The Abstinence Teacher by Tom Perotta brings us to a small town in NJ, to introduce us to Ruth Ramsey, a human sexuality teacher. She works hard to pass on the information that she feels young people need to know to make important health decisions, her basic theory being “pleasure is good, shame is bad, and knowledge is power.”
One day, in class a student makes a statement that oral sex is disgusting, like licking a toilet and proceeds to list all of the std’s that can be contracted during this particular act. She goes on to ask why anyone would do it. Ruth begins her response by saying, “Some people enjoy it…” It is only after she is charged with using her class to promote this particular act, that she realizes that she may have been baited.
Several months later, as she is struggling to adapt to the new curriculum of abstience, she meets Tim Mason, former rockstar (and all that that implies) now spiritual warrior of the Tabernacle evangelical church, her daughter’s soccer coach.
After a particularly difficult game in which his own daughter had been knocked out for several seconds, he gathers the girls in a post game prayer. It sends Ruth right around the bend. In her eyes this isn’t a simple matter of giving thanks, it religion is being thrust, inappropriately upon her daughter.
During a time when many schools and towns are grappling to come to terms with some sort of sexual health education format that parents find useful and appropriate, The Abstinence Teacher highlights many of the issues that are consistently under discussion. Should sex education be part of the school curriculum. If so, should anything other than abstinence be taught. How is the behavior of teens any different today from what it was during their parents generation. How do our own histories affect our grown up decisions?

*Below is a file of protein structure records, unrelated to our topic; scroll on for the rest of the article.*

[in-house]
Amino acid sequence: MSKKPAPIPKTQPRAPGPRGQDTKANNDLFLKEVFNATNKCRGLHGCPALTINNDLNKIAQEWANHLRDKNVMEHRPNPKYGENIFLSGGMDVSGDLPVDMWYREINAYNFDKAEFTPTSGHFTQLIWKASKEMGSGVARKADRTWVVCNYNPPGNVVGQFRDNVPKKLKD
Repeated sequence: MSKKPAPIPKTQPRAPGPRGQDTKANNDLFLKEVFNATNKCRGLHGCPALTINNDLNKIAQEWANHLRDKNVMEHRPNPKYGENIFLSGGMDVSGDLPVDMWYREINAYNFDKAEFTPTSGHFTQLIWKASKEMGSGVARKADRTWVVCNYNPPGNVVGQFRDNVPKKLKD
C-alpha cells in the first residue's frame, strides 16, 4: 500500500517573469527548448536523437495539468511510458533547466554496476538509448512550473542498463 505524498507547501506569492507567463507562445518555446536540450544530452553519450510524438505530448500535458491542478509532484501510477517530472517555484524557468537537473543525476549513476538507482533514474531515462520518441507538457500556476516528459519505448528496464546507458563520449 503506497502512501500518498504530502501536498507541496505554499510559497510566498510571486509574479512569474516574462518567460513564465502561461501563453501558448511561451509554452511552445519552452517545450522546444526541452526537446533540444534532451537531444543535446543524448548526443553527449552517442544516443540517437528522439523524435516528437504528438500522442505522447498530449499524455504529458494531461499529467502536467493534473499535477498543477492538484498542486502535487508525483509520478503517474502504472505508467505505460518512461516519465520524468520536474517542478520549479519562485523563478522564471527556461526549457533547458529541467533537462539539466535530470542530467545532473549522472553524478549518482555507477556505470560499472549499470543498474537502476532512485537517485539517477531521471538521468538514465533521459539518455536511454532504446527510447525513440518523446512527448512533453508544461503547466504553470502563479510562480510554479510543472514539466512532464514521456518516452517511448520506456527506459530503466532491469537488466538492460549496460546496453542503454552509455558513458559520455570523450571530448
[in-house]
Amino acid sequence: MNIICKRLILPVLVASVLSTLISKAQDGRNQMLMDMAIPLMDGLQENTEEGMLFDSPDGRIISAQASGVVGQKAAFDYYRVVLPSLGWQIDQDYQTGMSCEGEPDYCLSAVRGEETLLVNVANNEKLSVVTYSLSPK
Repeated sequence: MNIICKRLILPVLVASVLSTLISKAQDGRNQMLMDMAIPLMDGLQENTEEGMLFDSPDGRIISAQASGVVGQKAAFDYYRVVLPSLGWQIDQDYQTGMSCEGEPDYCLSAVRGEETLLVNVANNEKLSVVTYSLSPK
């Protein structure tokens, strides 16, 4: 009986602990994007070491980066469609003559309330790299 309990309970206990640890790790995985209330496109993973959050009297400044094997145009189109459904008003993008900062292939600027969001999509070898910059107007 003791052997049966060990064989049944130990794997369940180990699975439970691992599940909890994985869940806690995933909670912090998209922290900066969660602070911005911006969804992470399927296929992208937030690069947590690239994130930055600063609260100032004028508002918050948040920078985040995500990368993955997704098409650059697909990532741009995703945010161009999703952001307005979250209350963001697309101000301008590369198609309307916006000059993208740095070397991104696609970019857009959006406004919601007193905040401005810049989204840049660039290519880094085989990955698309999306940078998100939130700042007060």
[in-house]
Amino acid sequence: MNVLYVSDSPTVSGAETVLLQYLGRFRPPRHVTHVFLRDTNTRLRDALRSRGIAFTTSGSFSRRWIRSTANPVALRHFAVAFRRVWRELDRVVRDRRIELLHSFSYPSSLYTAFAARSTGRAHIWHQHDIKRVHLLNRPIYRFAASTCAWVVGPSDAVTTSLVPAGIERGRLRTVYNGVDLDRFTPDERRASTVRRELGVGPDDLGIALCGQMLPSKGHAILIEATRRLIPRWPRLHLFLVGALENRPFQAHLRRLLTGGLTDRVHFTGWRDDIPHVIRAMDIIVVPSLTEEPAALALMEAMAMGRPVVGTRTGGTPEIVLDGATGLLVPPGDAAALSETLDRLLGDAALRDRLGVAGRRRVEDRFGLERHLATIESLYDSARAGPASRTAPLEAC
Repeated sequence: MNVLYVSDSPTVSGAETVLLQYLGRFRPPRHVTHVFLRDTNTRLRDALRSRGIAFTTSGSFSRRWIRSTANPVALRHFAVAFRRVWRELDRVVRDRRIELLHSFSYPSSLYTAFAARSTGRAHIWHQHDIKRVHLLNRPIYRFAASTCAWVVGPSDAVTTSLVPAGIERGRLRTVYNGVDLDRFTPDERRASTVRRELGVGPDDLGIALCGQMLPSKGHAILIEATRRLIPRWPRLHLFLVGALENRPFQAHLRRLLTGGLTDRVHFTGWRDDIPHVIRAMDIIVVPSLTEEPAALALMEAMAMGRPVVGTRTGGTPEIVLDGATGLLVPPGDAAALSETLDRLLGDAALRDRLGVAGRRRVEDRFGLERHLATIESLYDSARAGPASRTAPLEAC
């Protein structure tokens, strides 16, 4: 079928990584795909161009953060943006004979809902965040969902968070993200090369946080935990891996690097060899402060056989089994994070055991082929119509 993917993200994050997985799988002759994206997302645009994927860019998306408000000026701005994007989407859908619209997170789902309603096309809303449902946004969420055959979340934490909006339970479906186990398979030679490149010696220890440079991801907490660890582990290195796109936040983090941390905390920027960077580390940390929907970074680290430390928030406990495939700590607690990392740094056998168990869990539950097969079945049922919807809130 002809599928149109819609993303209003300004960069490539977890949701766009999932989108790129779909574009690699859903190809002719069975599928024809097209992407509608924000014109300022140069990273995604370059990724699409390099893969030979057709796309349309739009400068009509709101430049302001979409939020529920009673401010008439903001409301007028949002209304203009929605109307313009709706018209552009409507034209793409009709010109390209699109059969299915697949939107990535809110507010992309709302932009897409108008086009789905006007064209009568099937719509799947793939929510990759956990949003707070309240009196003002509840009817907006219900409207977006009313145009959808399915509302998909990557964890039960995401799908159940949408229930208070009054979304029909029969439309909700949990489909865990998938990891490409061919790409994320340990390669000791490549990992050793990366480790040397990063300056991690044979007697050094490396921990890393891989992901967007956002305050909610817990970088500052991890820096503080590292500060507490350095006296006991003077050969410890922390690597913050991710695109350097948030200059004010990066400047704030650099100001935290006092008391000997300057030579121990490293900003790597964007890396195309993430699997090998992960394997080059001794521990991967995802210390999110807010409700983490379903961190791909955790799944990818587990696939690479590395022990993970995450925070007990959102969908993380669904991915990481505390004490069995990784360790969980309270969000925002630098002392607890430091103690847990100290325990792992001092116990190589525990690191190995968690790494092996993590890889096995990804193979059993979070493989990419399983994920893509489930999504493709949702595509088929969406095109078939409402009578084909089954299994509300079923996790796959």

This is the first book I have seen that has almost equal numbers of ratings on Amazon. The bar graph of 5, 4, 3, 2, 1 stars are all almost equal. This is not a life-changing, must read book – nor is it one in which all characters are dealt with equally. Many readers reported that they felt the Christians were portrayed in a one dimensional manner. Others said that the gay couple was stereotypical and one dimensional. The point I would make is that the most fully fledged characters are the Ruth and Tim. Finally some readers complained that the ending left them wanting, it was too abrupt. I disagree. I felt that the ending was natural – furthering what began at the end of the book would have either begun another, far less interesting novel OR would have been rendered the ending commonplace.
You can buy The Abstinence Teacher from Amazon, your local book store or borrow it from your local library.
Paperback: 384 pages
Publisher: St. Martin’s Griffin; Reprint edition (September 2, 2008)